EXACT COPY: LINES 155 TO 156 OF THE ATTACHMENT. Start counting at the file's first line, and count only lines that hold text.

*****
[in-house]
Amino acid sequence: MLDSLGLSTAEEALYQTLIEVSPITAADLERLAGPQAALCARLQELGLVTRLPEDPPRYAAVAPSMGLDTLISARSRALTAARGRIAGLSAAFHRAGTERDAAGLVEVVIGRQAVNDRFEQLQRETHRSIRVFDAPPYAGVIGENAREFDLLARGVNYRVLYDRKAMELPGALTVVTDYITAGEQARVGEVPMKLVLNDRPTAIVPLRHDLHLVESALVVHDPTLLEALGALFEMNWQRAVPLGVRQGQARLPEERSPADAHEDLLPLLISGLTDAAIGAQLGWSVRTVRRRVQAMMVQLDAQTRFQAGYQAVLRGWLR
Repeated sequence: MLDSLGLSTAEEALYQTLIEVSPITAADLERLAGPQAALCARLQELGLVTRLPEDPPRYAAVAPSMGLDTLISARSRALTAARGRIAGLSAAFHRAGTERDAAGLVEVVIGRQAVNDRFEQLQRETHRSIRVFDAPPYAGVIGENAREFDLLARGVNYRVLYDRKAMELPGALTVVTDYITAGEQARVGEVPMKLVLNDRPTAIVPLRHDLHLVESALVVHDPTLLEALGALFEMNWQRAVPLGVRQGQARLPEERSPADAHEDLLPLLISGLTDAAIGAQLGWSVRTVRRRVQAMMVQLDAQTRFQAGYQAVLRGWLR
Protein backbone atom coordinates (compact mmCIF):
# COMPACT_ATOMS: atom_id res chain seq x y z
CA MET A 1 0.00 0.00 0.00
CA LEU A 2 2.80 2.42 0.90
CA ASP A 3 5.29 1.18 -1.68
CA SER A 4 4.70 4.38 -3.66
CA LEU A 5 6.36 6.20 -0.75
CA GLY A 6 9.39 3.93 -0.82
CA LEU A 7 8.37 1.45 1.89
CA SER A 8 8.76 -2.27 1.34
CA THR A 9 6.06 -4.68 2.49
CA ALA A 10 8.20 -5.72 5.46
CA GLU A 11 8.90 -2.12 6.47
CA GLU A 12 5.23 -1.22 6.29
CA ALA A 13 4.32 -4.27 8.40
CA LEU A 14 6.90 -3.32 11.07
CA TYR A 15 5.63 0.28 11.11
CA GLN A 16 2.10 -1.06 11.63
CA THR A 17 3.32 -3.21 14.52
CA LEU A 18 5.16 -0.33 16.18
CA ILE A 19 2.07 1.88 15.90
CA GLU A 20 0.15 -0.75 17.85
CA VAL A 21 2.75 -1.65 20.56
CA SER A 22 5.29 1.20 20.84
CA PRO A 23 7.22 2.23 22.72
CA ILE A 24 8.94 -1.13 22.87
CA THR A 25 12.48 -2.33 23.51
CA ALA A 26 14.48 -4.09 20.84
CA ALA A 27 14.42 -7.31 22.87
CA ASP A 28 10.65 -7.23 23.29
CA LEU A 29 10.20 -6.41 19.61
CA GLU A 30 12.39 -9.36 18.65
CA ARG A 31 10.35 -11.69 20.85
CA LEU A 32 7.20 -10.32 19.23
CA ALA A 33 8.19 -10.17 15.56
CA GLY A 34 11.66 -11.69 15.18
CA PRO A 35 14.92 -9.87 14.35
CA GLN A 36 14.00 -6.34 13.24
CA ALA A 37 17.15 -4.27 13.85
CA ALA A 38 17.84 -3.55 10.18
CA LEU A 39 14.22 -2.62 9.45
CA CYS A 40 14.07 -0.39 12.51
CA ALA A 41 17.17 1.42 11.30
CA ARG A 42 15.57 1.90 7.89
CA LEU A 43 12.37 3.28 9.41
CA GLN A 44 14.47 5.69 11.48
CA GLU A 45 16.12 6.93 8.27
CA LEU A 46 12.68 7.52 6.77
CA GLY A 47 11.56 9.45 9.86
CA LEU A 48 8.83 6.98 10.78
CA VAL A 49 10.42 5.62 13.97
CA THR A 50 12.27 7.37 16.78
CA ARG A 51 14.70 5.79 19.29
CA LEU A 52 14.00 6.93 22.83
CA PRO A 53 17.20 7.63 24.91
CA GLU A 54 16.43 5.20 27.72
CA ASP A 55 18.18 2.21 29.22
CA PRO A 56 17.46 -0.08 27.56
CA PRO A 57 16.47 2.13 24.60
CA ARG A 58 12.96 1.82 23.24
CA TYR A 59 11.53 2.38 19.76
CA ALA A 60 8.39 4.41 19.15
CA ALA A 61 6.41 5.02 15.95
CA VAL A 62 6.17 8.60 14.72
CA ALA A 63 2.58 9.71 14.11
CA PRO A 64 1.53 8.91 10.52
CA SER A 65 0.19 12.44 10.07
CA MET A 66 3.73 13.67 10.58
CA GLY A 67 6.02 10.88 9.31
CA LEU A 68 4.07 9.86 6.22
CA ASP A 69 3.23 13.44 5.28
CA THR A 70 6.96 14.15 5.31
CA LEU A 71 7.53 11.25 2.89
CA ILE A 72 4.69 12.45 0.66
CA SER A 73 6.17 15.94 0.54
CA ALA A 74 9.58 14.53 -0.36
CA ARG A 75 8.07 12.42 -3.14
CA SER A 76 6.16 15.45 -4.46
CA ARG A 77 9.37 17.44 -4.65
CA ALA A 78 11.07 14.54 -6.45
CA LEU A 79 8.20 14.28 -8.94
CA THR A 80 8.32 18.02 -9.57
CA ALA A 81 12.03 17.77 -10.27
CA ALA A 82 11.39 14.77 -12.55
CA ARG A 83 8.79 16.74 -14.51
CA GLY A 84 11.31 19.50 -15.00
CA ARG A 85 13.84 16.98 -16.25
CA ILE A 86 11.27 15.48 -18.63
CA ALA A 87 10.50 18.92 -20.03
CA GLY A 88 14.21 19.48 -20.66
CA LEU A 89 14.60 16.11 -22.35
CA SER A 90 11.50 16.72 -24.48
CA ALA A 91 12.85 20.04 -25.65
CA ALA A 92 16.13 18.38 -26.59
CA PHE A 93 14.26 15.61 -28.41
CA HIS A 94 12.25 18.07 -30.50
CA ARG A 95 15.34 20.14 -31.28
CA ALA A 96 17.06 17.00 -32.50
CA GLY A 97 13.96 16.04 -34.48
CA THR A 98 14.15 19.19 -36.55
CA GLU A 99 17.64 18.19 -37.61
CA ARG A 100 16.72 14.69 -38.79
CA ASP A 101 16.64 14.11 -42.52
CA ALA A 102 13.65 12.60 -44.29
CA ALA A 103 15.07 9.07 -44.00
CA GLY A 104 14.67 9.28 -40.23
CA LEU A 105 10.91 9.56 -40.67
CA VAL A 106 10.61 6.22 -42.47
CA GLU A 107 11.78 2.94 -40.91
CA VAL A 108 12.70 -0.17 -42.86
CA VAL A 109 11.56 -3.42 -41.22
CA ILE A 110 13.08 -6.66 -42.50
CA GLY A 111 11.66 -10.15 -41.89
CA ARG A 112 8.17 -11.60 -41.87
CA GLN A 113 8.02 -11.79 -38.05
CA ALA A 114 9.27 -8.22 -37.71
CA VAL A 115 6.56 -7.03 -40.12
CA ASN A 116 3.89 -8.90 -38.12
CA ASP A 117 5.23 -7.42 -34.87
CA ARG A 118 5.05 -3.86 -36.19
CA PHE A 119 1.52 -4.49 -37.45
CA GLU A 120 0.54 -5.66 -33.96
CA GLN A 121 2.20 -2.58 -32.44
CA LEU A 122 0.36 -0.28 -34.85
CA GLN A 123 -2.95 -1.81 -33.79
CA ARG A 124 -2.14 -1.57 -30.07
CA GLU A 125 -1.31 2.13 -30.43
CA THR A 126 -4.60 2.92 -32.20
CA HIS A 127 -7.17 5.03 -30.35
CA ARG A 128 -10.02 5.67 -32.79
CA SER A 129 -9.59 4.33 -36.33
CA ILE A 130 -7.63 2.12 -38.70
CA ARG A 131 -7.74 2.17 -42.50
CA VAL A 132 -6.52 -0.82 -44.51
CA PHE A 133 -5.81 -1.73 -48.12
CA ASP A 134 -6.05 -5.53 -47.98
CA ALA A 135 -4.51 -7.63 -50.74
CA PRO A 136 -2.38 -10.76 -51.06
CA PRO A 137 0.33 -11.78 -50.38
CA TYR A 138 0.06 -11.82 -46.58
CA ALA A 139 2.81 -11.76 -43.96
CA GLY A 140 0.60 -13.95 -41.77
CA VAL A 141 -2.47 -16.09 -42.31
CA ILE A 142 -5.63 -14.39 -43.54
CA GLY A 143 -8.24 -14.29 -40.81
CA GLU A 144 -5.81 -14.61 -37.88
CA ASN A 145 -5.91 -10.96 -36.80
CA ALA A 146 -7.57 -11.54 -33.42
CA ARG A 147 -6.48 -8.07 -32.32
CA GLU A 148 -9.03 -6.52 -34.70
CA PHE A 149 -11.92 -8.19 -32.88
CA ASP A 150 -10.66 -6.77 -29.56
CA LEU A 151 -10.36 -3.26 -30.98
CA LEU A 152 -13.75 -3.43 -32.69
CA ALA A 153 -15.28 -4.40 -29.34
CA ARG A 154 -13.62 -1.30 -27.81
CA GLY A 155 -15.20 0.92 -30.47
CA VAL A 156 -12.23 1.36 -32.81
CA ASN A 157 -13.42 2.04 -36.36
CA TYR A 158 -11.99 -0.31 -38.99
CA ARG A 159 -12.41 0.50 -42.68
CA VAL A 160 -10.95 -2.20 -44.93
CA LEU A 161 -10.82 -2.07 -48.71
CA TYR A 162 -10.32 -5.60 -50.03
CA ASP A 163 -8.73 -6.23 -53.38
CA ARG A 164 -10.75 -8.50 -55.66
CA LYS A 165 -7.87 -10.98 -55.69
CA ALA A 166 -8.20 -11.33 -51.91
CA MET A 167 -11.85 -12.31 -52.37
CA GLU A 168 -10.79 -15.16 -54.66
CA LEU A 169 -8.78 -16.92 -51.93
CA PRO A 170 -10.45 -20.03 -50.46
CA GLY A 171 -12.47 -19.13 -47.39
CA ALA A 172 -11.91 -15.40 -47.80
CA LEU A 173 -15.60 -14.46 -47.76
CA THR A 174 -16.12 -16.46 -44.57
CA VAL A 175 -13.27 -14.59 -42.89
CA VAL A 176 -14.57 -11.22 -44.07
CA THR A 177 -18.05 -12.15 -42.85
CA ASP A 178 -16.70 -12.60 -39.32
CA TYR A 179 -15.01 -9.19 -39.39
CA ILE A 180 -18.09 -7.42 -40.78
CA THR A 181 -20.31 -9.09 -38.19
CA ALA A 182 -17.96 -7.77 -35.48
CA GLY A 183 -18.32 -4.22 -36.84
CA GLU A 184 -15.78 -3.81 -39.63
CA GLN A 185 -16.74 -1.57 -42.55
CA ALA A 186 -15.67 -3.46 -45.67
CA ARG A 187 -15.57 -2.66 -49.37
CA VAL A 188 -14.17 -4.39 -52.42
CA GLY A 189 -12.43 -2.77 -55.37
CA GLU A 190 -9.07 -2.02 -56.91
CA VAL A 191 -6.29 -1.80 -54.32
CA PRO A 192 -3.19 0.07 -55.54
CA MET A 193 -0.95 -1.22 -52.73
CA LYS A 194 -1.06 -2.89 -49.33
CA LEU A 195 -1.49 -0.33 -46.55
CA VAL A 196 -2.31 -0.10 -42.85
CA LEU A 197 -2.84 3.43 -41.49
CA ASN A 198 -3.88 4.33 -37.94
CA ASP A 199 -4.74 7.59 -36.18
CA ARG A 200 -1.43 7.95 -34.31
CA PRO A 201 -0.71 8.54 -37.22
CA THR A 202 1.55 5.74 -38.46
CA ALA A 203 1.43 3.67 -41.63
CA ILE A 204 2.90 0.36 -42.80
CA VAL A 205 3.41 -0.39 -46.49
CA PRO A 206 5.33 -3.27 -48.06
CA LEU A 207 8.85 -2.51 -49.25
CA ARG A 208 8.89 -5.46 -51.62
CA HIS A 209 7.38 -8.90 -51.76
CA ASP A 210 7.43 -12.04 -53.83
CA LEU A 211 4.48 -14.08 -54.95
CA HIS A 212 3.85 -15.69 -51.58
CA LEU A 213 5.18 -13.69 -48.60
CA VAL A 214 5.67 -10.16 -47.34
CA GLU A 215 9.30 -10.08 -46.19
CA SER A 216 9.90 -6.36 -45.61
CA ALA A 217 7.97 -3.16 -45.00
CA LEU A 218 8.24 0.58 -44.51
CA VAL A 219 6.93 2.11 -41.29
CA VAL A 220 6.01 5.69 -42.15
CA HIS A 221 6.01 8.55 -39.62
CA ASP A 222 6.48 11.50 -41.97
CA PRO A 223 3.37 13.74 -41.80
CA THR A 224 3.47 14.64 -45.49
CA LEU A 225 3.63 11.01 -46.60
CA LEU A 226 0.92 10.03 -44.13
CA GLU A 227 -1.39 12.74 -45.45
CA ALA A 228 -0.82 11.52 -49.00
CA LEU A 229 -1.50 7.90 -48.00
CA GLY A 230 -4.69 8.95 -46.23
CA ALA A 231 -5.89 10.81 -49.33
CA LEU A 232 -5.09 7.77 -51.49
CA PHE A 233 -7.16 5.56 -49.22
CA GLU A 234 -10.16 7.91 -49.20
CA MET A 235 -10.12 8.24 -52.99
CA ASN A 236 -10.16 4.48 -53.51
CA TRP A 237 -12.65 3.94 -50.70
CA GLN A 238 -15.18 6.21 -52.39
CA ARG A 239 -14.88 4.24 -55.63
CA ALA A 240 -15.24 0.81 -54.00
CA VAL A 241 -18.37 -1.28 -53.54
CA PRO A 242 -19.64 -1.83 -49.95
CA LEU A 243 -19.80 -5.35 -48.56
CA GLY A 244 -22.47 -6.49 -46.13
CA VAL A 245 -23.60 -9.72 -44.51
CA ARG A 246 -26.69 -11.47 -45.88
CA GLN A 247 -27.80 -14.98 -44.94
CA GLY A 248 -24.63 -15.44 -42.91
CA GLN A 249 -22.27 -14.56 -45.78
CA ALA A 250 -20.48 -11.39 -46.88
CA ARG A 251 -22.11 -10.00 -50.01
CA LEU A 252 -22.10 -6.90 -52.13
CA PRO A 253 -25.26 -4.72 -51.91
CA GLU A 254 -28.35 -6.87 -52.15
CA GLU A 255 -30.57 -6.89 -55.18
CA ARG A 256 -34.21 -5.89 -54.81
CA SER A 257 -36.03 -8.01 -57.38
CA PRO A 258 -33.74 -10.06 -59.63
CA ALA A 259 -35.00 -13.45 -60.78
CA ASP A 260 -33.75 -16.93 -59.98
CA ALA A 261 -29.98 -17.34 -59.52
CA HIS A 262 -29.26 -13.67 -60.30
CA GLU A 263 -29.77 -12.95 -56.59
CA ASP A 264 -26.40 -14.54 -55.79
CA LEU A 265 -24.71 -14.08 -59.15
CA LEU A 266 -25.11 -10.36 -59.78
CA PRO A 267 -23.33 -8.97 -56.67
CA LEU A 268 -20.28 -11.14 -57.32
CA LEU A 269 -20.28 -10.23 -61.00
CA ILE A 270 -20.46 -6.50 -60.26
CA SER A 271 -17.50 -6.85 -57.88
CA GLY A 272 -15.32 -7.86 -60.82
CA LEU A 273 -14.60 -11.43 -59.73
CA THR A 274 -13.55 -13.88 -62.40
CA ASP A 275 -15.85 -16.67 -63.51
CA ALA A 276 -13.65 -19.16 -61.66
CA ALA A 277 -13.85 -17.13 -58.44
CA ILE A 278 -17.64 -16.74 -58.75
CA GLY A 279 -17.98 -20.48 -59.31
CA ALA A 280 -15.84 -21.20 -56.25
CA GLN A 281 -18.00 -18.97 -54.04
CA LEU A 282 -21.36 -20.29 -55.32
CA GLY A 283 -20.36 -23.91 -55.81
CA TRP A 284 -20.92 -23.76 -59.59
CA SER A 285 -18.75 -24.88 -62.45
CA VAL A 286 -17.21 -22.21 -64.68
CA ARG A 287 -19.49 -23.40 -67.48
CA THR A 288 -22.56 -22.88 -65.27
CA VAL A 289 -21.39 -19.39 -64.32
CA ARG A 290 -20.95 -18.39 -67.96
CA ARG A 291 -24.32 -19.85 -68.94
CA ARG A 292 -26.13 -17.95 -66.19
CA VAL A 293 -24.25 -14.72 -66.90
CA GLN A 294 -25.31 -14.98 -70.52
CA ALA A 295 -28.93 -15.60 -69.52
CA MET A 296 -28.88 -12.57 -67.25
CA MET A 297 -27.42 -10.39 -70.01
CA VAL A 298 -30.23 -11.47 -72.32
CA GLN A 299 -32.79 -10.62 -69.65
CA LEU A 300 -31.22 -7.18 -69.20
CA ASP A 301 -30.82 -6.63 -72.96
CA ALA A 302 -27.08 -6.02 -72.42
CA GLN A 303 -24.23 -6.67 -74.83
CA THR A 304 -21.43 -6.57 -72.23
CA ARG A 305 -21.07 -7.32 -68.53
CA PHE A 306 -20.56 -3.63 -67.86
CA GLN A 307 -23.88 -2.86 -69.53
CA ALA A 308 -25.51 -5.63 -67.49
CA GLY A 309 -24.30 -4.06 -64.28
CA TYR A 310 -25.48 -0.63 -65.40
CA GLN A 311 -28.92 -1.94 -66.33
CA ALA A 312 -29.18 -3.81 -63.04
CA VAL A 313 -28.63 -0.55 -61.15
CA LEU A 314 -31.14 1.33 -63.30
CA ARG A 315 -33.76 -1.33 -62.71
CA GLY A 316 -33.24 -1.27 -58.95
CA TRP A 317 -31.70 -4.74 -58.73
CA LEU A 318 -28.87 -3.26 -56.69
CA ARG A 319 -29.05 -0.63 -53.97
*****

CA ASP A 150 -10.66 -6.77 -29.56
CA LEU A 151 -10.36 -3.26 -30.98